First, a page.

— The Little Clay Cart - Mrcchakatika • (Attributed To) King Shudraka

... talked about killing the animal, Lucien opposed the idea with great vehemence. He wanted either to carry it away alive or to let it go—both being plans which could not be allowed. Gringalet, however, cut short the discussion by strangling it, l'Encuerado's carelessness having left it in his way. The boy, both angry and distressed, was astonished at the cruelty of his dog, and was ...
— Adventures of a Young Naturalist • Lucien Biart

... roaring ocean of clamorous delusions which then enveloped them to everybody, and are held steadily in view, said ocean being well run off to the home of it very deep underground. Lies do fall silent; truth waits to be recognized, not always in vain. No reader ever will conceive the strangling perplexity of that situation, now so remote and extinct to us. All I can do is, to set down what features of it have become indisputable; and leave them as detached traceries, as fractions of an outline, to coalesce into something of ...
— History of Friedrich II. of Prussia, Vol. XVII. (of XXI.) - Frederick The Great—The Seven-Years War: First Campaign—1756-1757. • Thomas Carlyle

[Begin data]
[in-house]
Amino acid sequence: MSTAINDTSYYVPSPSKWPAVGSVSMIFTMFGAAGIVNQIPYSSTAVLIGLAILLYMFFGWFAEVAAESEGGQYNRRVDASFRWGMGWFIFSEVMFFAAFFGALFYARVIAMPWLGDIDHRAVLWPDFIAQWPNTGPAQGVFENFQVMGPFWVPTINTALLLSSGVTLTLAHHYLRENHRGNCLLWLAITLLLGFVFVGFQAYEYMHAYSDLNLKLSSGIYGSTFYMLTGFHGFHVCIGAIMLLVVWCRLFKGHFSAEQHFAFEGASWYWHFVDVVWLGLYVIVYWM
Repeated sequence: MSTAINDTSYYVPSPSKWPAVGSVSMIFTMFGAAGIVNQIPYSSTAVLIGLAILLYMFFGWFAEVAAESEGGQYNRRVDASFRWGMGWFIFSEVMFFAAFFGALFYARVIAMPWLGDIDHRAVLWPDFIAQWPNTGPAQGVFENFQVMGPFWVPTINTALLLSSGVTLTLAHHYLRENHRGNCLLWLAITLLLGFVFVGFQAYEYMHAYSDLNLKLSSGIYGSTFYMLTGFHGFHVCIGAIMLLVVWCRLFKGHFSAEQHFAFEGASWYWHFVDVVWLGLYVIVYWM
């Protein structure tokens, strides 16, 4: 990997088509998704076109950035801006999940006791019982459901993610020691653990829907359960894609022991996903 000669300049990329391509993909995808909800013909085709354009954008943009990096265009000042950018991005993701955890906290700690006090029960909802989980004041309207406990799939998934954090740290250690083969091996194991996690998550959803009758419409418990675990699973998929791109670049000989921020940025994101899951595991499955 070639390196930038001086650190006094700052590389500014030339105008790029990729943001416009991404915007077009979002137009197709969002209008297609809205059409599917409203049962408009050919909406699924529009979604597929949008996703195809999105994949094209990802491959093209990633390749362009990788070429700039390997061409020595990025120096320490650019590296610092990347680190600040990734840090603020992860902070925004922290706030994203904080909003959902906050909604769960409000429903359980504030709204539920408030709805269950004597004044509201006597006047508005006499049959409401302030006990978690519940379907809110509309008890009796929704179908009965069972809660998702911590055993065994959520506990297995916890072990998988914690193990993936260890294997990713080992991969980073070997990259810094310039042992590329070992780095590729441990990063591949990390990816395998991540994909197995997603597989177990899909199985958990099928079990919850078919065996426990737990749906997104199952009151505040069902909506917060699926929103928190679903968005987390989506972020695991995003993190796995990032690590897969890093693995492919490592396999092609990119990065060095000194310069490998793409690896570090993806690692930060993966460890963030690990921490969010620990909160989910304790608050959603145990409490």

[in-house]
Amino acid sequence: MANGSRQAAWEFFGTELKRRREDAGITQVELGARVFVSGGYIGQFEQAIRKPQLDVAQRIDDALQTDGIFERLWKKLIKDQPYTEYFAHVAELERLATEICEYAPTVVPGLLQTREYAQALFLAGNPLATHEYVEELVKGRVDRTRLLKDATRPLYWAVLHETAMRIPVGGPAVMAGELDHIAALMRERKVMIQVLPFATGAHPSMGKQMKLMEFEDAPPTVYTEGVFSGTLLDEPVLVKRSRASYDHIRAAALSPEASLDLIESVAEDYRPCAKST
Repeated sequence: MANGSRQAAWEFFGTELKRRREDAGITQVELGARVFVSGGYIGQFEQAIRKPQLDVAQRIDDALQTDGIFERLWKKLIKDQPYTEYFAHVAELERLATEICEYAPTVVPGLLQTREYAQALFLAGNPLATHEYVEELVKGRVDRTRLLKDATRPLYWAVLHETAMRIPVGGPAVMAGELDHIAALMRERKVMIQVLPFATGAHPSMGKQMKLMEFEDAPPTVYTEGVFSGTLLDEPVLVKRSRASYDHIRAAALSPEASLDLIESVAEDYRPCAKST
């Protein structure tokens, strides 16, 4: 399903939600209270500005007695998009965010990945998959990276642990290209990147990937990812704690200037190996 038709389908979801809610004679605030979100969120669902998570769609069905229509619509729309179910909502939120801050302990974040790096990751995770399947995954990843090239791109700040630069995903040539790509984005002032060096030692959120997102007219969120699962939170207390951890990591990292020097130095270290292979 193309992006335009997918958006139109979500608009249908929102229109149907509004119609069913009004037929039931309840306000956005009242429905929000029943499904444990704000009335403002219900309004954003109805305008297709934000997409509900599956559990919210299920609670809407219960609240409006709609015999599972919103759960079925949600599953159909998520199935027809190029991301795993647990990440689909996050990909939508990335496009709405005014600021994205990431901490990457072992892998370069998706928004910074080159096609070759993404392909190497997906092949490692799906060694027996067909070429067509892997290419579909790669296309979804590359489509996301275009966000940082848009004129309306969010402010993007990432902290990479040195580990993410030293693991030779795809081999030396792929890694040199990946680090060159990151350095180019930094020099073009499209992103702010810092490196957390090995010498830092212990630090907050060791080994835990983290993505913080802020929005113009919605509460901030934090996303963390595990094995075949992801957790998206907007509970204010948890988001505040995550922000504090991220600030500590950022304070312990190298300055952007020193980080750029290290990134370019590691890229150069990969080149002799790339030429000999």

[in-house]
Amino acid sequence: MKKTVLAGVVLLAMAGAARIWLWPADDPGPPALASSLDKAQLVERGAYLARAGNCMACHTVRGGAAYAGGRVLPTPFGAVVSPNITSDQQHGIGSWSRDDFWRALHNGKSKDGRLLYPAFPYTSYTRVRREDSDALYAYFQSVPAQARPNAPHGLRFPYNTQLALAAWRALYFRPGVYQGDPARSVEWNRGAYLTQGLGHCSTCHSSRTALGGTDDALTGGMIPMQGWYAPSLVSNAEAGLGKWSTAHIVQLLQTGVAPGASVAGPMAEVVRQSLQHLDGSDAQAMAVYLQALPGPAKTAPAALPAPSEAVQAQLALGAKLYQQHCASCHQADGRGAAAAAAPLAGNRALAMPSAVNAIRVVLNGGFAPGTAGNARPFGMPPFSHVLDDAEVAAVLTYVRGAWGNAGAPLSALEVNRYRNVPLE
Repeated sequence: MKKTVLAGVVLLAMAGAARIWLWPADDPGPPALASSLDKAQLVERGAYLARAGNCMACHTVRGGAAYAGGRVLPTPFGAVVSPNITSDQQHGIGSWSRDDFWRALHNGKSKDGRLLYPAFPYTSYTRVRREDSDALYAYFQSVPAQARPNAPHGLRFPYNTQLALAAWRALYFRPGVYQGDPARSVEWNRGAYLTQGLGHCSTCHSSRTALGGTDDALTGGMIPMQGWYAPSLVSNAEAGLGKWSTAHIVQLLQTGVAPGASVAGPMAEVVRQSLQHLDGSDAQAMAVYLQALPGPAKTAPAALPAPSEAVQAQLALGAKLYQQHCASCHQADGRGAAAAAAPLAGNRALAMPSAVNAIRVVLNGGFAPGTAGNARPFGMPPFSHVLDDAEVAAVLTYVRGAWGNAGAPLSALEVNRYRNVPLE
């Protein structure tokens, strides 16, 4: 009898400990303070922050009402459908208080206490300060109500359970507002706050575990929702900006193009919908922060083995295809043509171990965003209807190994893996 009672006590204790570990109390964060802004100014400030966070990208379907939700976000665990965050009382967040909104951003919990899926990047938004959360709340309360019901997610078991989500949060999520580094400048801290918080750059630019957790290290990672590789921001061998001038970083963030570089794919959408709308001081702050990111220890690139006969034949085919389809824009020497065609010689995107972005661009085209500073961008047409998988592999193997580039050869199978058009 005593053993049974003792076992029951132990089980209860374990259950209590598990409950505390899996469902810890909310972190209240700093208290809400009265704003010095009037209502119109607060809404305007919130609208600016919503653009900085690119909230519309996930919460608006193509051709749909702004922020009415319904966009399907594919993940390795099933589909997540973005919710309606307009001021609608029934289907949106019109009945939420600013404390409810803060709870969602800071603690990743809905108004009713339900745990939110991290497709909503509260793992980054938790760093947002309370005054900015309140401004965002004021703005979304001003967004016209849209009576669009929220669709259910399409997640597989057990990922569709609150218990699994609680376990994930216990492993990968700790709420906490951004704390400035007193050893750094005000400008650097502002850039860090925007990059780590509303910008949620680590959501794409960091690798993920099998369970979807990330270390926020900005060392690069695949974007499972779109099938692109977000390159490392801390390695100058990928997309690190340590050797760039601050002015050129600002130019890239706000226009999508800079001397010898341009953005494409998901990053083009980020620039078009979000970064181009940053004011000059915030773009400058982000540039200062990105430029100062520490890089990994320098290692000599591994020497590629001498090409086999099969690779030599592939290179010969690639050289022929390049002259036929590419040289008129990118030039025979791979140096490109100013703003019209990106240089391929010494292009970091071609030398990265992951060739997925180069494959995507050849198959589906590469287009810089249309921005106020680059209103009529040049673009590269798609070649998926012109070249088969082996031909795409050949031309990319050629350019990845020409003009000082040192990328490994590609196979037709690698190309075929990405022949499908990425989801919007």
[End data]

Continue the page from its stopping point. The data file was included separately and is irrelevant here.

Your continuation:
... Mrs. Hatchard, almost strangling him. "He made me kneel in front o' him and keep touching ...
— Sailor's Knots (Entire Collection) • W.W. Jacobs

... a close thing for Gordon. If those lean, strong fingers had been given a few seconds more at his throat they would have snapped the cord of life. But gradually the distorted face resumed its natural hue as the coughing, strangling man ...
— A Daughter of the Dons - A Story of New Mexico Today • William MacLeod Raine

... keep the thing she had chosen. George had tired of her—here was the sharpest sting—a man had tired of her after a few months—had tired of her while she was still deeply in love with him. Her humiliation, while she sat there strangling her sobs, was so intense that it ran in little flames over her body. At the moment she was not angry with George, she was not even angry with Florrie. It was as if all the slumbering violence of her nature was aroused to a burning and relentless hatred of her own weakness. This emotion, which ...